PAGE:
Sheep grazing on upland areas has for years been blamed for damaging habitat, however, the industry is fighting back arguing they have a positive benefit and EU policy has got it wrong.

Speaking at The Big Debate at the recent NSA Sheep Event, National Sheep Association chief executive Phil Stocker explained he was surprised there was only one peer-reviewed scientific paper looking at the impact of sheep grazing on the environment.

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“I was shocked to discover that the researchers had seen no damage. Stocking at 0.8 to 2.8 ewes a hectare was safe and this grazing produced a mosaic of habitats ideal for wildlife.

“There has been over two-and-a-half decades of agri-environment schemes and believed they were driven by evidence, but the only scientific paper does not underpin EU stocking rates.”

The damage that had been done in the past was driven by grants, such as draining moors and this had led to negative perceptions that have influenced government views and policies, said Mr Stocker.

Grazing paradox

A number of green bodies have been pushing for lower stocking rates, including the RSPB. Speaking at the debate, the charity’s Pat Thornton stressed that grazing does have profound effect, but he also agreed it has benefits and is a paradox.

“Thirty percent of global biodiversity loss is due to livestock grazing, and in the UK, the upland areas are incredibly vulnerable. A reduction in livestock number is contested, but agri-support is vital income.

“We need to reappraise what upland areas are for. And food production fits in,” said Dr Thornton.

Philip Walling, author of Counting Sheep , stressed that sheep created the landscape, the rural communities and produced food. “If the green lobby get their own way, sheep will be gone, hills rewooded and just for wildlife. Farming-free, sheep-free and people-free.”

“There has been over two-and-a-half decades of agri-environment schemes and believed they were driven by evidence, but the only scientific paper does not underpin EU stocking rates.”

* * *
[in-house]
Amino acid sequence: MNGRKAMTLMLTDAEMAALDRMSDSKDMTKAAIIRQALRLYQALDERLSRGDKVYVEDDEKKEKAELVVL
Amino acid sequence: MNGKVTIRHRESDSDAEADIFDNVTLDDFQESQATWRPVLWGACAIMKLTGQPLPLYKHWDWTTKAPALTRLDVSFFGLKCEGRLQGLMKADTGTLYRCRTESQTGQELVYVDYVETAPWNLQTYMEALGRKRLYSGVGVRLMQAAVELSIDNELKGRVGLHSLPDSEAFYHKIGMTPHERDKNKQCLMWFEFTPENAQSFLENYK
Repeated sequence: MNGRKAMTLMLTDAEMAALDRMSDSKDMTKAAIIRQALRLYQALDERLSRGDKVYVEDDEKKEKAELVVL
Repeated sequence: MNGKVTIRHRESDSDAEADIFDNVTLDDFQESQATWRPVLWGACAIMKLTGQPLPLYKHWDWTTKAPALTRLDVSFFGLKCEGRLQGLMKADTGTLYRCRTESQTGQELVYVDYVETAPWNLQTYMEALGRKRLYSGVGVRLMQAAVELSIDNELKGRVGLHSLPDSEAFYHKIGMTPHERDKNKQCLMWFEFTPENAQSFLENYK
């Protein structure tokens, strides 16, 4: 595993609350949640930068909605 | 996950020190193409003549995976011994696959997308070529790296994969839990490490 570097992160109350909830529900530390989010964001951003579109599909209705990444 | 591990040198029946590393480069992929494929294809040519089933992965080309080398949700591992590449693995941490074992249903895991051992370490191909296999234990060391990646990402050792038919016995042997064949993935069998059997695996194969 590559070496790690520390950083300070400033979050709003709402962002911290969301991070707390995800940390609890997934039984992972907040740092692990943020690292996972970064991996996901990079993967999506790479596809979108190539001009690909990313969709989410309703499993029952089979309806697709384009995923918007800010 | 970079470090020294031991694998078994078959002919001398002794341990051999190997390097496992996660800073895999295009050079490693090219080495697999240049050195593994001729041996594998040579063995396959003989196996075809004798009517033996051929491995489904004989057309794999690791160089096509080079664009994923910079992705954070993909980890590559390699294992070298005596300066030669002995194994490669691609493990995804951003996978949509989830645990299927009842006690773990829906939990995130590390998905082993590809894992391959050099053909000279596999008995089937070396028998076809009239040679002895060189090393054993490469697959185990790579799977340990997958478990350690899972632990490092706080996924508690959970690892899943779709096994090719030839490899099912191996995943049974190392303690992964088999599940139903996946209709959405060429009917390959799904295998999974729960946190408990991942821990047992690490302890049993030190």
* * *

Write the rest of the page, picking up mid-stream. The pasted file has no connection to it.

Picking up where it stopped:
Phil Stocker

So where is the food going to come from, he asked.

He said that compaction caused by sheep was not the reason for flooding as suggested by some, but instead “it is due to a refusal to dredge [rivers].”

Cumbria-based Swaledale sheep breeder Alan Alderson also believes the agri-environment schemes are going too far creating “sheep deserts.”

“One implication of lower stocking rates is that you need sheep dogs with legs like greyhounds due to the waist high rushes. It tires dogs out and it needs managing.”

Water quality

However, water quality is a key issue. Andrew Walker catchment strategy manager at Yorkshire Water explained that 40% of its water is from uplands. “Our only contamination is organic contamination – liquid peat.”

The water firm owns 30,000ha with one-third in Sites of Special Scientific Interest and it is looking at ways to run sustainably working with communities to tackle water quality issues.

Degraded moors by overgrazing is a thorny issue with a lot of historic damage, being the cause of water discolouration.

“Cotton grass and sphagnum moss is the key, not heather which covers 90% of moors, so we need to get these species back and sheep grazing does have a role in managing this.

“We are seeing colour discolouration more often and are having to invest in treatment works. It is an energy intensive process removing it and this adds to water bills.”

The firm is investing £9m in a peat restoration programme to repair on its land some of the damage and part of this is putting sustainable management in place.

“The impact of grazing depends on how many and intensity. If you get decent vegetation cover, then you can mitigate brown water.

“Furthermore, where we have brought back sphagnum moss and cotton grass, we’ve seen less flooding.”

Ramblers are also a cause, but Mr Walker questioned how feasible it was to stop access to walkers, mountain bikers and motorbikes.

Considering whether current stocking levels are correct, Mr Stocker believes there are too few sheep in some areas and, consequently there is habitat damage due to encroachment by plant species.

Mr Thornton agreed some places had too few, but added that some still had too many.